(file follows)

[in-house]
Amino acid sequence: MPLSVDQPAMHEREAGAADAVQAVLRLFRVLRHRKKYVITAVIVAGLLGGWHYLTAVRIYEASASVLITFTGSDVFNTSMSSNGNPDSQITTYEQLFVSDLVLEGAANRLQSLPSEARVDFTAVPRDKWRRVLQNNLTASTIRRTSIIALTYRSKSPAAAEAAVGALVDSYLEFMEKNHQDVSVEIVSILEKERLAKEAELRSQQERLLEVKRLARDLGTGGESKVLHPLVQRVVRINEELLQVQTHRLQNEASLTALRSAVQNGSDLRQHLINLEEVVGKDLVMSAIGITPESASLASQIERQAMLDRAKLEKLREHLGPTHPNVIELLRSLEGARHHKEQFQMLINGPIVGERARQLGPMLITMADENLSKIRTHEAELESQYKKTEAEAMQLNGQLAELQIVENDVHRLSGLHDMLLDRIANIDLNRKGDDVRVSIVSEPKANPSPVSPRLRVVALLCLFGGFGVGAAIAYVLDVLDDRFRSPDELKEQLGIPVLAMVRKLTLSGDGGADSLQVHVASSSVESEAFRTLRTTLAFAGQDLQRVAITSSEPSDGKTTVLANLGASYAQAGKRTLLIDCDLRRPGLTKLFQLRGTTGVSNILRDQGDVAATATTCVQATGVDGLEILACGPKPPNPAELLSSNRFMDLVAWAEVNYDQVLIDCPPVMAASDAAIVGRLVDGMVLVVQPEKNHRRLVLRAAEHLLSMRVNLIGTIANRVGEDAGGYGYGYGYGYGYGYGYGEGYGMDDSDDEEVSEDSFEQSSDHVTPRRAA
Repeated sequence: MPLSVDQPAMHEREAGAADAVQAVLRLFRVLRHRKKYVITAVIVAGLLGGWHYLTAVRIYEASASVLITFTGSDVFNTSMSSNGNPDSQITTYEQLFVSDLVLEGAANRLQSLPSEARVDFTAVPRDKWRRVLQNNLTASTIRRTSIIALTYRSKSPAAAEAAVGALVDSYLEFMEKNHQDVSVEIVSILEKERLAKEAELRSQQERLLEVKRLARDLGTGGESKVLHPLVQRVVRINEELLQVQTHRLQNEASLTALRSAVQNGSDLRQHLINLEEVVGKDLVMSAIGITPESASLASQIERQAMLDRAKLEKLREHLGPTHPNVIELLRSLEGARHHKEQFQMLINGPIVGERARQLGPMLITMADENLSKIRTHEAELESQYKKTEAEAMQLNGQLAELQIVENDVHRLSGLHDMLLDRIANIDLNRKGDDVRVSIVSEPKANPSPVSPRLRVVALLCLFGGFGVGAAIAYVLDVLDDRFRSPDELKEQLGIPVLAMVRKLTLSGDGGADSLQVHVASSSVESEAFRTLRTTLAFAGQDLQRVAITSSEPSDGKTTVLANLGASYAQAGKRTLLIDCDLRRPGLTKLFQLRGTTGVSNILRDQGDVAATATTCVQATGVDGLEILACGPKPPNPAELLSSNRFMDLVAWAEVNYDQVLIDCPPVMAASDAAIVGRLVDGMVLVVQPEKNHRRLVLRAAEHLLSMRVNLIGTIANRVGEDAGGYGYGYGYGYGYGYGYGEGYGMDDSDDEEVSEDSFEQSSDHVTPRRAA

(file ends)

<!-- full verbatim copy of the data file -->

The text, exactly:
[in-house]
Amino acid sequence: MPLSVDQPAMHEREAGAADAVQAVLRLFRVLRHRKKYVITAVIVAGLLGGWHYLTAVRIYEASASVLITFTGSDVFNTSMSSNGNPDSQITTYEQLFVSDLVLEGAANRLQSLPSEARVDFTAVPRDKWRRVLQNNLTASTIRRTSIIALTYRSKSPAAAEAAVGALVDSYLEFMEKNHQDVSVEIVSILEKERLAKEAELRSQQERLLEVKRLARDLGTGGESKVLHPLVQRVVRINEELLQVQTHRLQNEASLTALRSAVQNGSDLRQHLINLEEVVGKDLVMSAIGITPESASLASQIERQAMLDRAKLEKLREHLGPTHPNVIELLRSLEGARHHKEQFQMLINGPIVGERARQLGPMLITMADENLSKIRTHEAELESQYKKTEAEAMQLNGQLAELQIVENDVHRLSGLHDMLLDRIANIDLNRKGDDVRVSIVSEPKANPSPVSPRLRVVALLCLFGGFGVGAAIAYVLDVLDDRFRSPDELKEQLGIPVLAMVRKLTLSGDGGADSLQVHVASSSVESEAFRTLRTTLAFAGQDLQRVAITSSEPSDGKTTVLANLGASYAQAGKRTLLIDCDLRRPGLTKLFQLRGTTGVSNILRDQGDVAATATTCVQATGVDGLEILACGPKPPNPAELLSSNRFMDLVAWAEVNYDQVLIDCPPVMAASDAAIVGRLVDGMVLVVQPEKNHRRLVLRAAEHLLSMRVNLIGTIANRVGEDAGGYGYGYGYGYGYGYGYGEGYGMDDSDDEEVSEDSFEQSSDHVTPRRAA
Repeated sequence: MPLSVDQPAMHEREAGAADAVQAVLRLFRVLRHRKKYVITAVIVAGLLGGWHYLTAVRIYEASASVLITFTGSDVFNTSMSSNGNPDSQITTYEQLFVSDLVLEGAANRLQSLPSEARVDFTAVPRDKWRRVLQNNLTASTIRRTSIIALTYRSKSPAAAEAAVGALVDSYLEFMEKNHQDVSVEIVSILEKERLAKEAELRSQQERLLEVKRLARDLGTGGESKVLHPLVQRVVRINEELLQVQTHRLQNEASLTALRSAVQNGSDLRQHLINLEEVVGKDLVMSAIGITPESASLASQIERQAMLDRAKLEKLREHLGPTHPNVIELLRSLEGARHHKEQFQMLINGPIVGERARQLGPMLITMADENLSKIRTHEAELESQYKKTEAEAMQLNGQLAELQIVENDVHRLSGLHDMLLDRIANIDLNRKGDDVRVSIVSEPKANPSPVSPRLRVVALLCLFGGFGVGAAIAYVLDVLDDRFRSPDELKEQLGIPVLAMVRKLTLSGDGGADSLQVHVASSSVESEAFRTLRTTLAFAGQDLQRVAITSSEPSDGKTTVLANLGASYAQAGKRTLLIDCDLRRPGLTKLFQLRGTTGVSNILRDQGDVAATATTCVQATGVDGLEILACGPKPPNPAELLSSNRFMDLVAWAEVNYDQVLIDCPPVMAASDAAIVGRLVDGMVLVVQPEKNHRRLVLRAAEHLLSMRVNLIGTIANRVGEDAGGYGYGYGYGYGYGYGYGEGYGMDDSDDEEVSEDSFEQSSDHVTPRRAA